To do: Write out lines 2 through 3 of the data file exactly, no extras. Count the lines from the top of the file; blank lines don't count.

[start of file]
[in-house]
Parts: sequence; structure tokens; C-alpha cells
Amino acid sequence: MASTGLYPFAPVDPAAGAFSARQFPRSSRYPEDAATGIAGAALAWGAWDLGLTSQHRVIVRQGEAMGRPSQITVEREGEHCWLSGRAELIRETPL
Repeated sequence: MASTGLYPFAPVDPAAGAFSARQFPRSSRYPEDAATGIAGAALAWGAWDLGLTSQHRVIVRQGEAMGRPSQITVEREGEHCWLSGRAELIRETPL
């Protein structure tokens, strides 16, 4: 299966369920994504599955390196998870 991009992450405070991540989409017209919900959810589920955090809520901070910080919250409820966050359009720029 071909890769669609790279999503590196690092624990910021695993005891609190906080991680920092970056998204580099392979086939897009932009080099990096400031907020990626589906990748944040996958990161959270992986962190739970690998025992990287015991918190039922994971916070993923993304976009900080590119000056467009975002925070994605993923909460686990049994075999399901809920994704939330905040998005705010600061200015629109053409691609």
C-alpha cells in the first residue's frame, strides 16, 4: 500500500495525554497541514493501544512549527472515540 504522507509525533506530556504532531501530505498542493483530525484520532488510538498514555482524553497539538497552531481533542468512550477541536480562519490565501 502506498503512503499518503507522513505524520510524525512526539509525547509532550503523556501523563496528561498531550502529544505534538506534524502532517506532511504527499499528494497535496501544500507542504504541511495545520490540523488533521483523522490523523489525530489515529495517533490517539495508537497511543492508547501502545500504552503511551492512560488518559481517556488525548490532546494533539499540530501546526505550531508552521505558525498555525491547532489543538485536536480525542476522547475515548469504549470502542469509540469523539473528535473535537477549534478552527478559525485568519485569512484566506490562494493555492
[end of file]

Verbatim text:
Parts: sequence; structure tokens; C-alpha cells
Amino acid sequence: MASTGLYPFAPVDPAAGAFSARQFPRSSRYPEDAATGIAGAALAWGAWDLGLTSQHRVIVRQGEAMGRPSQITVEREGEHCWLSGRAELIRETPL